ethics: Should egg donors be paid? When are animal studies OK?"
San Francisco Chronicle (June 26, 2005)
McVeigh, "Police probe clinic under suspicion of 'exploiting'
egg donors," The Scotsman (March 10, 2005)
Treatment killed my daughter" BBC News, 30 June 2005
woman killed by rare IVF risk." BBC News, 13 April 2005
Lazar, "Medical miracle turns nightmare; Wonder drug for
men alleged to cause harm in women," The Boston Herald
(August 22, 1999)
Lazar, "Women seek answers on drugs suspected side effects;
Women battle for answers to post-drug health problems."
The Boston Herald (August 23, 1999)
Lazar, "Women outraged over drug's ill effects." The
Boston Herald (August 24, 1999)
In the last six months, there has been a rise in awareness
on egg extraction for research purposes as many women's health
advocates and others express hesitations about surgical egg
extraction for stem cell research in many local and national
donation and morality." Ellen Goodman. The Boston Globe,
7 April 2005
cell research: Women who donate eggs for research also deserve
premium care." Rebecca Dresser, St. Louis Post-Dispatch,
1 March 2005
to women in embryo cloning." Judy Norsigian, The Boston
Globe, 25 February 2005
Need Defenders." Ann Elisabeth Samson, The Globe and Mail,
9 March 2004
Articles and Testimony by Women's Health Advocates
Women's health advocates have been at the forefront of the
debate on egg extraction for research purposes. Many have concerns
about an 'egg market' that could be created by the dire need
for eggs for stem cell research.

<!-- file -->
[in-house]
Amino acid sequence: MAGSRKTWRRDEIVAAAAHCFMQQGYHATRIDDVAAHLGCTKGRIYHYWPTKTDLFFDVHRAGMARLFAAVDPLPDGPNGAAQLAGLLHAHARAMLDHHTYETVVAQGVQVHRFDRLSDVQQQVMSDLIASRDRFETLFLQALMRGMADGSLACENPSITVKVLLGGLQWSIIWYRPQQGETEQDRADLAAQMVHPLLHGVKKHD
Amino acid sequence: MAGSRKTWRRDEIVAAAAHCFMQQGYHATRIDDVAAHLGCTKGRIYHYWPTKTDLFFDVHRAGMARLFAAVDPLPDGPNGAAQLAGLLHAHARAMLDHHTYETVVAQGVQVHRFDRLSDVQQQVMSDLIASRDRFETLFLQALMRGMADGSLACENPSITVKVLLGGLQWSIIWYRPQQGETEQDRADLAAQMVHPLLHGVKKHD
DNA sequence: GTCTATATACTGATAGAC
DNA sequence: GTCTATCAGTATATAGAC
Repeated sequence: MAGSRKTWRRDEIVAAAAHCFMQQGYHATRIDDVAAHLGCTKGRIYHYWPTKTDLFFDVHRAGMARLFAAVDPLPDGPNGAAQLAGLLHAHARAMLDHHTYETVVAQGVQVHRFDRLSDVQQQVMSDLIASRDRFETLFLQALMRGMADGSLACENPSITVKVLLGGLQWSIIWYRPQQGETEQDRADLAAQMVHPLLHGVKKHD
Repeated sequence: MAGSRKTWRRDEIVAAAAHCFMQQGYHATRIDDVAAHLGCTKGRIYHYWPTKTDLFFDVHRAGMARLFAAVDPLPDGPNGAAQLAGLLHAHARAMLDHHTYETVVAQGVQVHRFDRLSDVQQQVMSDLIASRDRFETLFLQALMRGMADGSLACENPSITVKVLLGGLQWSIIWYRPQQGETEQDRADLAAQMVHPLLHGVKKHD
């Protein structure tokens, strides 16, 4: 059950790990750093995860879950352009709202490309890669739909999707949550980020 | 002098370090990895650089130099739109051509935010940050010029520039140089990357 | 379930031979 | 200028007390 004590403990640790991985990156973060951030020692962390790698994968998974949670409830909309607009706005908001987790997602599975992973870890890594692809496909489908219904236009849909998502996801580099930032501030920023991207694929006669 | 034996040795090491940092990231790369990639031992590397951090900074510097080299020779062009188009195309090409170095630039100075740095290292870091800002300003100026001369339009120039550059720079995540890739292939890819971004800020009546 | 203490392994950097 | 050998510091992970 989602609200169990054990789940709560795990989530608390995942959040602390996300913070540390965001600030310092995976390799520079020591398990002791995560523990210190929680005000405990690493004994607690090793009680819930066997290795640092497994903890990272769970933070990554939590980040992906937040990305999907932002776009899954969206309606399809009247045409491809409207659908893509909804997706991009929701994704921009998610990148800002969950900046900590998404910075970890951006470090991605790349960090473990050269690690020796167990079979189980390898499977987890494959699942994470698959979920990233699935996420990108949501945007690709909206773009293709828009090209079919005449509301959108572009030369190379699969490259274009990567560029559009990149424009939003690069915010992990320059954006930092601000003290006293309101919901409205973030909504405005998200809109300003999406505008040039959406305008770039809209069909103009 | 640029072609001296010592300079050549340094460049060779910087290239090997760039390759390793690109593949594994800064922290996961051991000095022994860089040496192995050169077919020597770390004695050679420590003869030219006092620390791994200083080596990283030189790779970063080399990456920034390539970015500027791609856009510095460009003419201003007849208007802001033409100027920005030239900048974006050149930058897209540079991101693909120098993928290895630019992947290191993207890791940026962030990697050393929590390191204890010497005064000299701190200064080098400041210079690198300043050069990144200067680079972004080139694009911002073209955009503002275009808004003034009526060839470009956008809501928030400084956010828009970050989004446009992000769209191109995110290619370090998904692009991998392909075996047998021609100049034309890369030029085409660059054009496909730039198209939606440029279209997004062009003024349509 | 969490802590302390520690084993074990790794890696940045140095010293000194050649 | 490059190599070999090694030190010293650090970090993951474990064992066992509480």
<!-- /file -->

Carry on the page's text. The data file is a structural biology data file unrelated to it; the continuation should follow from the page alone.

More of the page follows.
Position on the harvesting and marketing of egg cells,"
by ReproKult Women's Forum on Reproductive Technologies. June
ReproKult is a nation-wide feminist network of women from the
social and natural sciences, politicians, and women from professional
organizations involved with women's health and counseling centers,
activist groups, and the media.
donation for IVF and stem cell research: Time to weigh the risks
to women's health," by Judy Norsigian. Different Takes.
Judy Norsigian is the executive director of Our Bodies Ourselves.
of Francine Coeytaux, MPH, Pro-Choice Alliance for Responsible
Research," at the Oversight Hearing on the Implementation
of Proposition 71, the Stem Cell Research and Cures Act, Joint
Hearing of the California Senate Subcommittee on Stem Cell Research
Oversight, Senate Health Committee, and Assembly Health Committee.
March 9, 2005.
Francine Coeytaux is a public health and reproductive health
expert and advocate.
this any way to have a baby?" Barbara Seaman, O Magazine,
Barbara Seaman is the co-founder of the National Women's Health
Network and an active women's health advocate. .
to "Is this any way to have a baby?" American Society
for Reproductive Medicine, 29 January 2004
Guides for and about Women Undergoing Egg Extraction
There are currently very few comprehensive materials aimed
at women undergoing surgical egg extraction for stem cell research.
This list is a small compilation of what is out there for women
undergoing surgical egg extraction, but most guides focus on
egg 'donation' to produce a child.
donation." Human Fertilisation and Embryology Authority.
This short guide is meant for women within the United Kingdom
considering donating eggs to fertility patients or to IVF research.